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The Sinking of the RMS Titanic
by Ivah Steenwyk


This is the RMS Titanic leaving its first port.

        It all started on a summer night in 1907. Bruce Ismay and Lord James Pirrie, partners in the firm of Harland and Wolff (a British ship building company), were discussing the creation of two new giant passenger ships, to be called the "Olympic" and the "Titanic." The Titanic and the Olympic were to be almost identical except in size, the Titanic was to be 1004 gross tons larger and a bit more luxurious. The focus of these new liners would be speed, luxury, and comfort. They had to be fast enough to get from England to New York in about a week.

  
This is the grand staircase that lead into the dinning room.

        The Titanic would have a 220-foot-high gantry, or framework, the largest in the world. Their First Class portions of the ships would have huge lounges, a smoking room, a large reception room, and a reading room. The Dinning Room on the Titanic was to be three decks high and topped with a glass dome. In the lower part of the ships, there was to be a Turkish bath and swimming pool. There was also to be a gymnasium which was on the top deck of the Titanic. On the Titanic there were to be three elevators for First Class passengers and one for the use of Second Class passengers. In the next four years both of the ships were built.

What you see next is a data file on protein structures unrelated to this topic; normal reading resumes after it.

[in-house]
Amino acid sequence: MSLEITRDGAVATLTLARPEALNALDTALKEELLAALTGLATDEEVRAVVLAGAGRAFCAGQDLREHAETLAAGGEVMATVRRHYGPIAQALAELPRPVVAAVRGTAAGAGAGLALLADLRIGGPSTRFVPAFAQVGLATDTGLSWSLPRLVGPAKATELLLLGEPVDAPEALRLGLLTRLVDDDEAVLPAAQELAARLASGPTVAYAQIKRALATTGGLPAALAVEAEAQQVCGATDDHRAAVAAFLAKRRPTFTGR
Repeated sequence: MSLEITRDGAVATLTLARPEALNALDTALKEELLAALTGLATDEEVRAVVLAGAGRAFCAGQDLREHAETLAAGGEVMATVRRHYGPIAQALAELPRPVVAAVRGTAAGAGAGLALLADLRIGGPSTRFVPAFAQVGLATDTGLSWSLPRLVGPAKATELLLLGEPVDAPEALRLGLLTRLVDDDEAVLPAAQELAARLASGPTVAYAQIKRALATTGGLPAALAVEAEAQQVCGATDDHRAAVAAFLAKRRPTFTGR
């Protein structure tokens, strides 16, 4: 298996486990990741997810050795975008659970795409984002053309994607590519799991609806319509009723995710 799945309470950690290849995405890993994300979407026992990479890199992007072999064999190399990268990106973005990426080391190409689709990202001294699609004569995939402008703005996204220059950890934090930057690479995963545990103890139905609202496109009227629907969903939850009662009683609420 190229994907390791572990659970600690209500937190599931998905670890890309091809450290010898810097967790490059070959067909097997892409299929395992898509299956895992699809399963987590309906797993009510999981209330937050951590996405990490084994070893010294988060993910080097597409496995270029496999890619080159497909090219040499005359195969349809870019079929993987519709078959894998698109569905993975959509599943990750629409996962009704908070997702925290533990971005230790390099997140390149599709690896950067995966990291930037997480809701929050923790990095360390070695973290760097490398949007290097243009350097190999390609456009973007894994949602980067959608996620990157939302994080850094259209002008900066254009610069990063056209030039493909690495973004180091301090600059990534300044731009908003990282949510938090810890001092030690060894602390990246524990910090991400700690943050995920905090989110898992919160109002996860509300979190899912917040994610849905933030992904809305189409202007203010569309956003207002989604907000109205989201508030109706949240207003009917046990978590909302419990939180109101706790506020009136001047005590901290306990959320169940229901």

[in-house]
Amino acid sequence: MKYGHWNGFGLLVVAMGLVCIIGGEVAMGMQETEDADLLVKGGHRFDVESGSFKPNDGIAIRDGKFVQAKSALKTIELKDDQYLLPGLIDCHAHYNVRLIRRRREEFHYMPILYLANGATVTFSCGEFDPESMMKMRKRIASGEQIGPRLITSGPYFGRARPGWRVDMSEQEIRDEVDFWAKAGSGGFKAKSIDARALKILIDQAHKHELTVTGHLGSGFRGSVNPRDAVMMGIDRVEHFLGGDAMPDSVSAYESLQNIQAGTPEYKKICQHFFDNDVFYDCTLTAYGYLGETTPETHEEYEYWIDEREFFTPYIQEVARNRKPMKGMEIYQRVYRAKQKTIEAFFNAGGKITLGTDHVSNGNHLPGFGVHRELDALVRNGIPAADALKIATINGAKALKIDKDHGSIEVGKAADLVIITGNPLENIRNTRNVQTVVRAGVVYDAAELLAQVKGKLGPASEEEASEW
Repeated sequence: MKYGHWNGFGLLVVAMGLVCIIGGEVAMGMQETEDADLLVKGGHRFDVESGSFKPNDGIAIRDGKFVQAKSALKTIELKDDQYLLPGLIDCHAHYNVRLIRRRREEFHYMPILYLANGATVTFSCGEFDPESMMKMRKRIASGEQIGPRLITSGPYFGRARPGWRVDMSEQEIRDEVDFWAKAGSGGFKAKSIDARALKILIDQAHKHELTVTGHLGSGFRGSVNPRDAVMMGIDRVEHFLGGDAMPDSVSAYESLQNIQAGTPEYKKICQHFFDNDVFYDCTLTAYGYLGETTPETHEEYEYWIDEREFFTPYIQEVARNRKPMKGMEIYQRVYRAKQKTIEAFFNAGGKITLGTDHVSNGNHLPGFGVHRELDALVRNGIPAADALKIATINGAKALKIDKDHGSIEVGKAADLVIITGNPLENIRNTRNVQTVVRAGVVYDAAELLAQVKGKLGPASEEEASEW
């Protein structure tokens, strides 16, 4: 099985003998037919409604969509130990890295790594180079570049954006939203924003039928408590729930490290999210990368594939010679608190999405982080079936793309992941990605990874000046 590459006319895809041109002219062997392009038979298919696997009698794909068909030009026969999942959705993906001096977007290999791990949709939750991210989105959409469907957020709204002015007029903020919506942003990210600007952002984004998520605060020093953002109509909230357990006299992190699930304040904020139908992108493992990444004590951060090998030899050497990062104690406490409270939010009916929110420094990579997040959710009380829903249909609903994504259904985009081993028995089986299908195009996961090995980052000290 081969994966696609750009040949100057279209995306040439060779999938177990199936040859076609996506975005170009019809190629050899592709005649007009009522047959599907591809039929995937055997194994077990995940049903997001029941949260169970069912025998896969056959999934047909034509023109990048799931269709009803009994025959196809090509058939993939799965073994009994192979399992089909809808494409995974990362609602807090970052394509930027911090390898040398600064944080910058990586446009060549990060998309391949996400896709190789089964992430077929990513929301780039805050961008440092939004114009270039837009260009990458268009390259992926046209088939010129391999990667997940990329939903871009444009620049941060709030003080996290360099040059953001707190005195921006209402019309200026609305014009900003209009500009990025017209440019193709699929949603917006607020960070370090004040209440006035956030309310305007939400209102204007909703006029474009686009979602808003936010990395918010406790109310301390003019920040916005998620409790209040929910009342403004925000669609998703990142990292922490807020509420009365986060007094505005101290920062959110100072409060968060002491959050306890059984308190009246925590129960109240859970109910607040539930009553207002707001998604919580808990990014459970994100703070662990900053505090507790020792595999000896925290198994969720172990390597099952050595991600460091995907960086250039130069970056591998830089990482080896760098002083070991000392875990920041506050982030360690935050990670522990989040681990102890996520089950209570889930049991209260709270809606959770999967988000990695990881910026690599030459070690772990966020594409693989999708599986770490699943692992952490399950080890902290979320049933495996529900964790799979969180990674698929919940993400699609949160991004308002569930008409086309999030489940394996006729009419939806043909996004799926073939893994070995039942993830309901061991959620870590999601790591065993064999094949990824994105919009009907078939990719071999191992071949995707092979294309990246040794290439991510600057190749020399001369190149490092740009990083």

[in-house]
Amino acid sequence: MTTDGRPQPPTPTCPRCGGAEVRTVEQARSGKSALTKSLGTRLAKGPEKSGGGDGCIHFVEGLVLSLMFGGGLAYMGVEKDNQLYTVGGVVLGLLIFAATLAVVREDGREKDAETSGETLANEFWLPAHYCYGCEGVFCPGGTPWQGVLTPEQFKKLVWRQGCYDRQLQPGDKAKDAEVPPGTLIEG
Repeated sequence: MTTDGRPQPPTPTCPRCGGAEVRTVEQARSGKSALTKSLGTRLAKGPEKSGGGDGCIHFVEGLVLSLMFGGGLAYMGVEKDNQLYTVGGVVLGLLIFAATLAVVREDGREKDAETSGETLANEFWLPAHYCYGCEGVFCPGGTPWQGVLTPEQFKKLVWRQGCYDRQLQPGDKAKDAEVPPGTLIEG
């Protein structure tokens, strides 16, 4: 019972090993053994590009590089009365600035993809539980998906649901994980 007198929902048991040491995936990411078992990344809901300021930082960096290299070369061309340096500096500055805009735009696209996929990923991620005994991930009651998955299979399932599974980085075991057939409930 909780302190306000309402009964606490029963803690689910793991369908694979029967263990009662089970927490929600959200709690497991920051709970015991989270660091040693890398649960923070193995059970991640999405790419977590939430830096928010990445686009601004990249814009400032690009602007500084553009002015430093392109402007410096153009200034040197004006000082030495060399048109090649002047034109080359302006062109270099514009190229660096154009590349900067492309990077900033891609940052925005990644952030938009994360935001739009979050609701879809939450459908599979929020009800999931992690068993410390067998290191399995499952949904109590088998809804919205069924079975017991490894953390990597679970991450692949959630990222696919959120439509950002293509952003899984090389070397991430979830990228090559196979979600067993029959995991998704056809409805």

Divers recovered this telegraph used to signal from the bridge
to the engine room speed and direction adjustments.

        Many people showed up for the launch on May 31, 1911, of the Titanic. They watched the hull move down the ways. A "way" is a shallow ramp which leads down to the water and is used after the workers finish the hull work on a ship. Once the hull is launched, they move it into deeper waters where they finish it. The Titanic traveled a length of 900 feet before coming to a rest in her fitting-out basin. A "fitting-out basin" is where the boat sits after being launched down the way, where the ship builders do their finishing touches.

  
Pictures and articles about the Titanic were popular before its maiden voyage.

        It took ten months to complete her interiors. Finally, on April 10, 1912, the largest ship in the world set sail from Belfast. The Captain in charge of the ship was E.J. Smith. While leaving the port, the Titanic narrowly escaped a collision with the liner New York. However, soon the Titanic reached the English Channel and arrived at her first port in Chebourg, France, around 6:30 PM. There she took aboard mail and about 247 more passengers. The Titanicís last stop was at the Port of Liverpool, where she took on 120 more passengers with more mail, then set sail for New York.